Given the profession has agreed these standards are the benchmark it could be assumed that all RNs know about the standards, know how to use the standards and understand their obligation to continue to meet the standards for the purposes of registration. There is a “taken for granted” assumption that all nurses know about the standards and given the historical articulated intention, that they are being used in the ways that were originally envisaged. NOOSR (1995) identified that there may be issues in relation to: i) acceptance of the standards by the profession and higher education sector; ii) flaws in the concept of competency standards; iii) difficulties in disseminating information about/raising awareness of competency standards; iv) difficulties in implementing the assessment strategies; and v) a common understanding of competencies within the profession. Many of these concerns remain within the literature with academics debating the validity and reliability of the standards as a tool to measure competence, and doubt about how well the profession have been informed and educated about the standards and how to use them in practice. At another level, student nurses on returning from professional workplace experience, report poor knowledge and understanding of the standards by some nurse preceptors. The clinical facilitators who work with the Sydney Notre Dame School of Nursing corroborate the students’ experience. This raises issues about the effectiveness of the dissemination of information and education about the standards.
In closing, I believe that it is useful to explore in depth, evidence of the extent to which the standards are used in practice, how they are used and why, and the reasons why they may not be used; in other words, identify any barriers to their use in practice. The other key area to explore is any potential disconnect between how the policy makers envisage the standards should be used in comparison to the reality of their use. This information is critical for those who make policy and decisions about contemporary practice standards.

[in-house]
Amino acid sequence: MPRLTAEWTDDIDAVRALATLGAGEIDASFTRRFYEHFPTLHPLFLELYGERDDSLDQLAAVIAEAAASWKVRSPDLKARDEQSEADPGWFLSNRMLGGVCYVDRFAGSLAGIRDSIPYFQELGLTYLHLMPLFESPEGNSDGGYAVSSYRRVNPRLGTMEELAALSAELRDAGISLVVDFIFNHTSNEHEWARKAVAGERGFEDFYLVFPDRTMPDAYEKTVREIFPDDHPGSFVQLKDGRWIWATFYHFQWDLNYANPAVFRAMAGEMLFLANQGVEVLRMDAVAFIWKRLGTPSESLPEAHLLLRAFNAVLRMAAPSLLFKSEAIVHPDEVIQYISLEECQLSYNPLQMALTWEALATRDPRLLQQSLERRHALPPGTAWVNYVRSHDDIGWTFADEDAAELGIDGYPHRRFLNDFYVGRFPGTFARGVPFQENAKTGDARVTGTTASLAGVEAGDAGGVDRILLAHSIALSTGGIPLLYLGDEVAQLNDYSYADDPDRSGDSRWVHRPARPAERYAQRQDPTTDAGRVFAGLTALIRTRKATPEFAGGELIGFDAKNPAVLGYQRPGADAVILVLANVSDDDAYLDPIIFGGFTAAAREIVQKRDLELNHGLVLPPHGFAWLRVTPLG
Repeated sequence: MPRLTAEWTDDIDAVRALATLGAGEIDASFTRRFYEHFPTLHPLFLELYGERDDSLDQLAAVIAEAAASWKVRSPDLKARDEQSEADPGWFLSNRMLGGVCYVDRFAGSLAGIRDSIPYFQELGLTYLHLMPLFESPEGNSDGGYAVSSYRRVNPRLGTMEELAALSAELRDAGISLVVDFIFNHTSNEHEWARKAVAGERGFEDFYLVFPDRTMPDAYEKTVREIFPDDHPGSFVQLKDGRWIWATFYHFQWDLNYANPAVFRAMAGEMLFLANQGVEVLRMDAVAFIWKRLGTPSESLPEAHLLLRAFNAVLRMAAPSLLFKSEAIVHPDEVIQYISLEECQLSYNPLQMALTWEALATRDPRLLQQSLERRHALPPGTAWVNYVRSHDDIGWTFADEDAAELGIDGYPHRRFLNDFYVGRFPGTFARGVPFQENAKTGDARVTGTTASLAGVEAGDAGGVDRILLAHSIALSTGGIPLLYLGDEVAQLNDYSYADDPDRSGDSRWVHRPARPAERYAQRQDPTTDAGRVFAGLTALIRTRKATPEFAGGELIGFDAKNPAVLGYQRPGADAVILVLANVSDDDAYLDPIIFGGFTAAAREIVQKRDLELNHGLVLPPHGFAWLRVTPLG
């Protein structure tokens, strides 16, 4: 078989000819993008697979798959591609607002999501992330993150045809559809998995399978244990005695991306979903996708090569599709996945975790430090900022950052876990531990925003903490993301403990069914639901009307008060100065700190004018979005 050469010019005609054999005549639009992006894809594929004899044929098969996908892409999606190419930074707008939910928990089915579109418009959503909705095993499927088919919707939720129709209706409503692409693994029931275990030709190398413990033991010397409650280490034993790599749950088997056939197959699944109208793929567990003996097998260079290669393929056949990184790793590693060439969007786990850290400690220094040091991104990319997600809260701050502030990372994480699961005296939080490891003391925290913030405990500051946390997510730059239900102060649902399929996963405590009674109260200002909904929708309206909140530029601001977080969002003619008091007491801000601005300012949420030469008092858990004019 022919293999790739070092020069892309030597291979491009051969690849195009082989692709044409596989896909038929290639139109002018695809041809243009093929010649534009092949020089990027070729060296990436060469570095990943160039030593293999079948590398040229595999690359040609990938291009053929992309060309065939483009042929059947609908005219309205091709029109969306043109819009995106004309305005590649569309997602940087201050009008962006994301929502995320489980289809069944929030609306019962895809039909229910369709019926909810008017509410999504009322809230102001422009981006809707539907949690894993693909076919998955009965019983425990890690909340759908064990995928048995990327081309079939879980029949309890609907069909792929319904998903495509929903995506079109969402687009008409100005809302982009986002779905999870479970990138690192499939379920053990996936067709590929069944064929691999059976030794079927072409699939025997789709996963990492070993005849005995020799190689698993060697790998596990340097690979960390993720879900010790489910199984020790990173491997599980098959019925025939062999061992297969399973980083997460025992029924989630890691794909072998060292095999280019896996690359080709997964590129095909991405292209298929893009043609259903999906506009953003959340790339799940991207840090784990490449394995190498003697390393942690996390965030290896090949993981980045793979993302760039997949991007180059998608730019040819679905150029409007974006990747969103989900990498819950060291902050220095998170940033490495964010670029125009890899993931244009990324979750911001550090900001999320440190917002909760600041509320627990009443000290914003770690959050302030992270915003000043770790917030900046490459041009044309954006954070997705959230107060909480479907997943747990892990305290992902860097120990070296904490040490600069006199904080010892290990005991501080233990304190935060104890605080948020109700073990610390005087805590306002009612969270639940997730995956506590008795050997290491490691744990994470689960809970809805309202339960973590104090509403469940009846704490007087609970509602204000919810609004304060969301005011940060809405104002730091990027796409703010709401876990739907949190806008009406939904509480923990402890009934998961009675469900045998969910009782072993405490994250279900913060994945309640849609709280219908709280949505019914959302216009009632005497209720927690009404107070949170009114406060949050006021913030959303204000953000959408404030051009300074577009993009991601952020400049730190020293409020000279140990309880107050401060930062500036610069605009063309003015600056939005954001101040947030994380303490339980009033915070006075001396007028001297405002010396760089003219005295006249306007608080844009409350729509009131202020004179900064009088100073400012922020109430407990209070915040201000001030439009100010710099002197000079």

REFERENCES

ANRAC Nursing Competencies Assessment Project, (1990). Vol 1 _ the project report Vol 2- Assessment technology, Vol 3-Archive and Data. Canberra, ANCI.

Australian Nursing and Midwifery Accreditation Council (ANMAC), (2012). Registered Nurse Accreditation Standards, 2012, https://www.anmac.org.au/sites/default/files/documents/ANMAC_RN_Accreditation_Standards_2012.pdf

Australian Nursing and Midwifery Accreditation Council (ANMAC), (2012). Registered nurse accreditation standards, 2012, Retrieved from https://www.anmac.org.au/standards-and-review/registered-nurse

Gonczi, A., Hager, P. & Oliver., (1990). National office of Overseas Skills recognition research paper No. 1: Establishing competency-based standards in the professions. Australian Government Publishing Service, Canberra.

Heywood, L. Gonczi., (1992). A guide to the development of competency standards for professions. National Office of Overseas Skills recognition research paper no. 7. Canberra, Australian Government Publishing Service.

National Office of Overseas Skills Recognition, (1995). Research Paper No. 9: The implications of the implementation of national Competency Standards in the Professions-Final Report. Australian Government Publishing Service, Canberra.

Nursing and Midwifery Board of Australia, (2018). Code of conduct for nurses, Retrieved from https://www.nursingmidwiferyboard.gov.au/codes-guidelines-statements/professional-standards.aspx

International Council of Nurses, (2012). Code of ethics for nurses, Retrieved from https://www.nursingmidwiferyboard.gov.au/codesguidelines-statements/professional-standards.aspx

Nursing and Midwifery Board of Australia, (2006). National competency standards for the registered nurse, Retrieved from https://www.nursingmidwiferyboard.gov.au/codes-guidelines-statements/professional-standards.aspx

Nursing and Midwifery Board of Australia, (2016). Registered nurse standards practice, Retrieved from https://www.nursingmidwiferyboard.gov.au/codes-guidelines-statements/professional-standards.aspx